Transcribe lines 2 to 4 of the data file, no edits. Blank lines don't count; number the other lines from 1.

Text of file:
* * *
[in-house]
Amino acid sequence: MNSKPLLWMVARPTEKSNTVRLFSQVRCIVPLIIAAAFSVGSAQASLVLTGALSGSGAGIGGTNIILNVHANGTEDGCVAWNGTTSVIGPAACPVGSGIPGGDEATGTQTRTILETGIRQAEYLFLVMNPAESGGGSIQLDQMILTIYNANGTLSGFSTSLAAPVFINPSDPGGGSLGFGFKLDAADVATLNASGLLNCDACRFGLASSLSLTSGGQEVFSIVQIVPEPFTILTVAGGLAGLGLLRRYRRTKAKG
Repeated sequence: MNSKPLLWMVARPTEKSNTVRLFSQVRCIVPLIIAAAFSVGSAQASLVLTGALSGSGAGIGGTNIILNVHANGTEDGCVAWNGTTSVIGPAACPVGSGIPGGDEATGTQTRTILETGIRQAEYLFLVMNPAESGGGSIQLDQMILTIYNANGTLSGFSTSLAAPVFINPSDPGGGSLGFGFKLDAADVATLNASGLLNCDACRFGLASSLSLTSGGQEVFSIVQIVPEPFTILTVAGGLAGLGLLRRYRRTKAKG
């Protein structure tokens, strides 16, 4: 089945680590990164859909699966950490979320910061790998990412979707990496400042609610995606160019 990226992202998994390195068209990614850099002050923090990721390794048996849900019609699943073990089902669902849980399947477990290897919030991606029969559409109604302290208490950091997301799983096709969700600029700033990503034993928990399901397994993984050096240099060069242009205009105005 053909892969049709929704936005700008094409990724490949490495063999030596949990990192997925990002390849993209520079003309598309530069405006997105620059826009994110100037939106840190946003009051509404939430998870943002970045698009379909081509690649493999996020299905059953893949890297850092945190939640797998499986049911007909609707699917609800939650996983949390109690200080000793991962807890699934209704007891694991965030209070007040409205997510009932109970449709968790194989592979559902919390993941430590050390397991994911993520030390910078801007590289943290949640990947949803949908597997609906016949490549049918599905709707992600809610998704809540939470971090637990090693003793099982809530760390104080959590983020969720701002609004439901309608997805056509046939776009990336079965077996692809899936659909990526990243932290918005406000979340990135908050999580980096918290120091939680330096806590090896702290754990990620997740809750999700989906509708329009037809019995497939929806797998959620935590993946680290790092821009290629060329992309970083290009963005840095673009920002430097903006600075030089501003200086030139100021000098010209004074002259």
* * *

Amino acid sequence: MNSKPLLWMVARPTEKSNTVRLFSQVRCIVPLIIAAAFSVGSAQASLVLTGALSGSGAGIGGTNIILNVHANGTEDGCVAWNGTTSVIGPAACPVGSGIPGGDEATGTQTRTILETGIRQAEYLFLVMNPAESGGGSIQLDQMILTIYNANGTLSGFSTSLAAPVFINPSDPGGGSLGFGFKLDAADVATLNASGLLNCDACRFGLASSLSLTSGGQEVFSIVQIVPEPFTILTVAGGLAGLGLLRRYRRTKAKG
Repeated sequence: MNSKPLLWMVARPTEKSNTVRLFSQVRCIVPLIIAAAFSVGSAQASLVLTGALSGSGAGIGGTNIILNVHANGTEDGCVAWNGTTSVIGPAACPVGSGIPGGDEATGTQTRTILETGIRQAEYLFLVMNPAESGGGSIQLDQMILTIYNANGTLSGFSTSLAAPVFINPSDPGGGSLGFGFKLDAADVATLNASGLLNCDACRFGLASSLSLTSGGQEVFSIVQIVPEPFTILTVAGGLAGLGLLRRYRRTKAKG
């Protein structure tokens, strides 16, 4: 089945680590990164859909699966950490979320910061790998990412979707990496400042609610995606160019 990226992202998994390195068209990614850099002050923090990721390794048996849900019609699943073990089902669902849980399947477990290897919030991606029969559409109604302290208490950091997301799983096709969700600029700033990503034993928990399901397994993984050096240099060069242009205009105005 053909892969049709929704936005700008094409990724490949490495063999030596949990990192997925990002390849993209520079003309598309530069405006997105620059826009994110100037939106840190946003009051509404939430998870943002970045698009379909081509690649493999996020299905059953893949890297850092945190939640797998499986049911007909609707699917609800939650996983949390109690200080000793991962807890699934209704007891694991965030209070007040409205997510009932109970449709968790194989592979559902919390993941430590050390397991994911993520030390910078801007590289943290949640990947949803949908597997609906016949490549049918599905709707992600809610998704809540939470971090637990090693003793099982809530760390104080959590983020969720701002609004439901309608997805056509046939776009990336079965077996692809899936659909990526990243932290918005406000979340990135908050999580980096918290120091939680330096806590090896702290754990990620997740809750999700989906509708329009037809019995497939929806797998959620935590993946680290790092821009290629060329992309970083290009963005840095673009920002430097903006600075030089501003200086030139100021000098010209004074002259």